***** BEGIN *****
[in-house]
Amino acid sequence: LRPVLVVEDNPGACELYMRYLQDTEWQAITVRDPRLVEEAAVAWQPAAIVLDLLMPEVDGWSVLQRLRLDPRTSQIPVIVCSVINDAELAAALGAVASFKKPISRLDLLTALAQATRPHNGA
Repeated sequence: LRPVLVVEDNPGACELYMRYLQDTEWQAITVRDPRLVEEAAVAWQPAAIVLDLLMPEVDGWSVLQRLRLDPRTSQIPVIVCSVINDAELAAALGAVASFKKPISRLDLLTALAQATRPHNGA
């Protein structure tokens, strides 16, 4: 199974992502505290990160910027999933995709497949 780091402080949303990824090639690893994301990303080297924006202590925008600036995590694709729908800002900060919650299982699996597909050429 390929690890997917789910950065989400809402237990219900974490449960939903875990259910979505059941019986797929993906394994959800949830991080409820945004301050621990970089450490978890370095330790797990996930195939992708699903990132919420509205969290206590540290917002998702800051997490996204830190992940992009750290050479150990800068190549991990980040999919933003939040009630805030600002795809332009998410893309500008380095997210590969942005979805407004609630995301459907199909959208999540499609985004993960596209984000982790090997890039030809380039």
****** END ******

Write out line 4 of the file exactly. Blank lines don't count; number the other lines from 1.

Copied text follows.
């Protein structure tokens, strides 16, 4: 199974992502505290990160910027999933995709497949 780091402080949303990824090639690893994301990303080297924006202590925008600036995590694709729908800002900060919650299982699996597909050429 390929690890997917789910950065989400809402237990219900974490449960939903875990259910979505059941019986797929993906394994959800949830991080409820945004301050621990970089450490978890370095330790797990996930195939992708699903990132919420509205969290206590540290917002998702800051997490996204830190992940992009750290050479150990800068190549991990980040999919933003939040009630805030600002795809332009998410893309500008380095997210590969942005979805407004609630995301459907199909959208999540499609985004993960596209984000982790090997890039030809380039």